Last week, Free Press Journal published a report claiming that Rs 500 currency notes, worth Rs 88,032.5 crore, was missing from the Indian economy. This claim was based on information received under Right to Information (RTI) Act by activist Manoranjan Roy. Although Reserve Bank of India (RBI) had denied the claim without giving much of a clarification, the original report was widely cited by the media. Now, it has come to light that the allegation of missing Rs 500 notes was based on gross misinterpretation of RTI data by Roy.
In response to queries sent by the RTI activist, Currency Note Press (CNP) of Nashik, Bank Note Press (BNP) of Dewas and Bharatiya Reserve Bank Note Mudran Pvt Ltd (BRBNMPL) of Bengaluru had shared details of the number of Rs 500 notes that were printed and supplied to RBI in 2016-17 and subsequent years. By comparing these numbers against those recorded by RBI in its Currency Management chapter of the annual report for 2016-17, Roy had come to the conclusion that out of the 8,810.65 million pieces of the newly designed Rs 500 notes, RBI received only 7,260 million notes. This would have resulted in unaccounted loss of Rs 88,032.5 crore.
In its response to the media report on missing notes, RBI stated that there was an “erroneous interpretation of information collected under Right to Information Act, 2005 from the printing presses”. The central bank also clarified that it maintains proper accounts for the banknotes supplied by the printing presses. However, by failing to clarify the exact nature of misinterpretation, RBI made it easy for circulation of the false claim.
What Actually Happened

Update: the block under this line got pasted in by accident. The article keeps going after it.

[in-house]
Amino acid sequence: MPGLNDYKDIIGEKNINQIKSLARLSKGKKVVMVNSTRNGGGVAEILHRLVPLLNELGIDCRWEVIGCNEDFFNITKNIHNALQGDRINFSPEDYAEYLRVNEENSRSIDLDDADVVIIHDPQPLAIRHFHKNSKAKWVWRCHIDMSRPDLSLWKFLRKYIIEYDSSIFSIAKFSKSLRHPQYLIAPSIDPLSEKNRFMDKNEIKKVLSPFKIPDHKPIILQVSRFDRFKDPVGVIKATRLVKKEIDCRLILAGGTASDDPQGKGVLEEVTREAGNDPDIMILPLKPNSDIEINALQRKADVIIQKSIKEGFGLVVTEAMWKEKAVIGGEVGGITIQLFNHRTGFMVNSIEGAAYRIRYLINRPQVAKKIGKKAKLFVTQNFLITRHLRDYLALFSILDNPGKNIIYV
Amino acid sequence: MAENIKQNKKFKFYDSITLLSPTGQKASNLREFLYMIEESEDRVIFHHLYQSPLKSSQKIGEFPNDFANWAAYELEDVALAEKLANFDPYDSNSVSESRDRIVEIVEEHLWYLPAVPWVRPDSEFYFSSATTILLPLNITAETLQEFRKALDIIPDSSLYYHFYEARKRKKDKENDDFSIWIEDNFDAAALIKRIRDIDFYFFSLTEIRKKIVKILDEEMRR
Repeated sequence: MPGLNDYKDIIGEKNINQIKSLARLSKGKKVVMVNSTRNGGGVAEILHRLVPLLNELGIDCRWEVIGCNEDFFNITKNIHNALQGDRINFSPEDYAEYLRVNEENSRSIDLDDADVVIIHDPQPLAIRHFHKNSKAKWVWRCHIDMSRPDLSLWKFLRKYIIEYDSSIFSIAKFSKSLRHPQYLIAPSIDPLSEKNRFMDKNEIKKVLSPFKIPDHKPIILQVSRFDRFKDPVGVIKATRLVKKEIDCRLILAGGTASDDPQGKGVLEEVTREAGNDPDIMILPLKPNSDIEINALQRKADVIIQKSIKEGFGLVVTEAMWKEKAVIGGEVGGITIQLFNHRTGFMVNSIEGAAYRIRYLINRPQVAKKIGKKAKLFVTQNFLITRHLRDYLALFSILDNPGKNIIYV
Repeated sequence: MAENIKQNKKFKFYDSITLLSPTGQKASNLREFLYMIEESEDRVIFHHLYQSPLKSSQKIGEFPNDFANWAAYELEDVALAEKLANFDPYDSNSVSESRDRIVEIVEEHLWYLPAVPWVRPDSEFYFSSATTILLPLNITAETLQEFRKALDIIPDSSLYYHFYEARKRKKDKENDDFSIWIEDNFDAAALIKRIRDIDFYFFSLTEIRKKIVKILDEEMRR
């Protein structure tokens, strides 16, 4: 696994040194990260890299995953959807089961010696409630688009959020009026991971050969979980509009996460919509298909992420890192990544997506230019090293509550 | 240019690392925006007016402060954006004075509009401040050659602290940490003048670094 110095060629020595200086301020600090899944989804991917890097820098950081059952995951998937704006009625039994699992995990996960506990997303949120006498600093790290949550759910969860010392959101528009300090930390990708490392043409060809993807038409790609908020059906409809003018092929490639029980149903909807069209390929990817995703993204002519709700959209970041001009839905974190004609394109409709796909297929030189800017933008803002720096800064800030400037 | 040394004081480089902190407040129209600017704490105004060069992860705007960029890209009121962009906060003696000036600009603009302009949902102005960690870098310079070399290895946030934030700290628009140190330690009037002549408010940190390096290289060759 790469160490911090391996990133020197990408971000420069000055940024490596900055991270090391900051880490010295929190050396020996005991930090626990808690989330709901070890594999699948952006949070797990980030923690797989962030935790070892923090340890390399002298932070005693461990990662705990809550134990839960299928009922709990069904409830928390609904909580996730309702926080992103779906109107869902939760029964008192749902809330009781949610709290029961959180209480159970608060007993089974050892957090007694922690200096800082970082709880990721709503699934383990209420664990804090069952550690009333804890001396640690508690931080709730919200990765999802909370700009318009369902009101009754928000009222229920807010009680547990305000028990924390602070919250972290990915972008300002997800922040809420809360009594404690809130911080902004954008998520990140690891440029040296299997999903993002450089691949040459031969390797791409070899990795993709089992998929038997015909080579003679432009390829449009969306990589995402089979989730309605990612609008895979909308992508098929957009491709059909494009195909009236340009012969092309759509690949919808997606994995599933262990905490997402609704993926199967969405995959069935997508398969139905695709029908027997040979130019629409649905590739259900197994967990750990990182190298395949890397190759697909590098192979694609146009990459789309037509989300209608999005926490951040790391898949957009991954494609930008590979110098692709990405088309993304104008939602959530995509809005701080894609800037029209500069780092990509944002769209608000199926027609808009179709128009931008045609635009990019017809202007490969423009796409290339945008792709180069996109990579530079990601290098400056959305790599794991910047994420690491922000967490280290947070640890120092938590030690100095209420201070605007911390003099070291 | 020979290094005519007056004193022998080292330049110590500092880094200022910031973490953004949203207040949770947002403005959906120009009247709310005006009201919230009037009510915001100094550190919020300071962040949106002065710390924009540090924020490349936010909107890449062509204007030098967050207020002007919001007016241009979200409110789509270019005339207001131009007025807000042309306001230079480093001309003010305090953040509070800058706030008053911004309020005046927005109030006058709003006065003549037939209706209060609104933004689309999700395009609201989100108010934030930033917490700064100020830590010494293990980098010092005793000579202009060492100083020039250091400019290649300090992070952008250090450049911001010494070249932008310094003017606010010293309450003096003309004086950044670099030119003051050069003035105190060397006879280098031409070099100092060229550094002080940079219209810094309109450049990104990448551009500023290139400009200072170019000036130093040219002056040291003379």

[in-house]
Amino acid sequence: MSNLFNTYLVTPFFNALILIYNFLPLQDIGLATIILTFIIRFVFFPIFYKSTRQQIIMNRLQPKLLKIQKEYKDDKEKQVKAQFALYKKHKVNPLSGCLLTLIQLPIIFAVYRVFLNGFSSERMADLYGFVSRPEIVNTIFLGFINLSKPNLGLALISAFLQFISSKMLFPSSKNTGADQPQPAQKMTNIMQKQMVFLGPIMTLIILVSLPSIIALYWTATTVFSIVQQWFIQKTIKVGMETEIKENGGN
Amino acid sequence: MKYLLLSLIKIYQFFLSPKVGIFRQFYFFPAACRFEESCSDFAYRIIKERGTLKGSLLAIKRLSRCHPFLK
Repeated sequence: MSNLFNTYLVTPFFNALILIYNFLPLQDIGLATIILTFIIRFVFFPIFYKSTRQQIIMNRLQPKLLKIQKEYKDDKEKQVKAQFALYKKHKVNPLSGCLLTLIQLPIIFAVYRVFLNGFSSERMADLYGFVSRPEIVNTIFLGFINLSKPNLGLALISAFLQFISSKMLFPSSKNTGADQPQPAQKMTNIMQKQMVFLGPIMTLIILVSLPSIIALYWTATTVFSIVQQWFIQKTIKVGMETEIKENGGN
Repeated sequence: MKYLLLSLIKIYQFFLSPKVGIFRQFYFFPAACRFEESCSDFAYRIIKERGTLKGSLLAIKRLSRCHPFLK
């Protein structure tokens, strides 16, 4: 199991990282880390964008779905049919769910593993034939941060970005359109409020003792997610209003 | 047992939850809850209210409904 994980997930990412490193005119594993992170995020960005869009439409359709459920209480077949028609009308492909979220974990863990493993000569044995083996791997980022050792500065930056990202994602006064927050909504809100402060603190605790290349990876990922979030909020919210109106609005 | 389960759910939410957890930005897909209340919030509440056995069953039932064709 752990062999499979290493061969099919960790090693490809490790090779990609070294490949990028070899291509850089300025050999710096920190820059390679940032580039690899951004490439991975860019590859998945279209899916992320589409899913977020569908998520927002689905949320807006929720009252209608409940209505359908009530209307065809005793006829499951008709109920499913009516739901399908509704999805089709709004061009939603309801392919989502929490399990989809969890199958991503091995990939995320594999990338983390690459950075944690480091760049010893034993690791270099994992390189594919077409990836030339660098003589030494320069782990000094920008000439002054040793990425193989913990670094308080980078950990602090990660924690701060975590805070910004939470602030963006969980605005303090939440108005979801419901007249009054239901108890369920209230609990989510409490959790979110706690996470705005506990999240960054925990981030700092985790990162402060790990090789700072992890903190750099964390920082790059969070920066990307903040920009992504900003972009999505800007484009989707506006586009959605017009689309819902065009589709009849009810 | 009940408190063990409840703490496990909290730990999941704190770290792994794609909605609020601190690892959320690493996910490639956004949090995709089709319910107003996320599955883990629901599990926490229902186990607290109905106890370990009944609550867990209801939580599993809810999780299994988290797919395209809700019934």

The RTI replies given by the various currency printing presses were reviewed by Outlook Business, and it became evident that the RTI activist made an error in judgement when it comes to distinguishing between Rs 500 notes of the old design, and the newly designed Rs 500 notes that were issued post-demonetisation.
While CNP Nashik supplied 1,662 million pieces of Rs 500 notes to RBI in 2016-17, the corresponding numbers for BRBNMPL was 5195.65 million pieces and it was 2,415 million pieces from BNP Dewas.
Importantly, among the responses given by the three currency printing entities, only the one made by BNP Dewas differentiated between Rs 500 notes of old design and Rs 500 notes of new design. Out of the total 2,425 million notes of Rs 500 denomination that was supplied by BNP Dewas to RBI that year, 462 million notes were of the old design, and the remaining 1,953 million notes were of the new design.
The original report on the missing notes, which is now proven to be false, made an incorrect assumption that all the Rs 500 notes supplied by CNP Nashik and BRBNMPL to RBI that year belonged to the new design. This is why there seemed to be an apparent mismatch in the printers’ supply and the RBI accounts for the number of newly designed Rs 500 notes.
Initially, Manoranjan Roy had claimed that the missing notes raised security concerns about Indian economy and its stability. Now that the misinterpetation on his end came to light, the RTI activist refused to comment on the matter.
“RBI should have calculated the breakup between old and new notes and included this in the clarification they provided. Unfortunately, vagueness in their communication allowed the foolish or mischievous report, depending upon the motivations of RTI activist, [to] linger on,” former finance secretary Subhash Chandra Garg tells Outlook Business.
The total output of Rs 500 notes, both old and new design, from the three entities to RBI in 2016-17 amounts to 9,272.65 million pieces. According to RBI’s annual report for 2016-17, the central bank received a total of 9273 million pieces of Rs 500 notes from its suppliers that year. This proves that there was no mismatch in RBI records.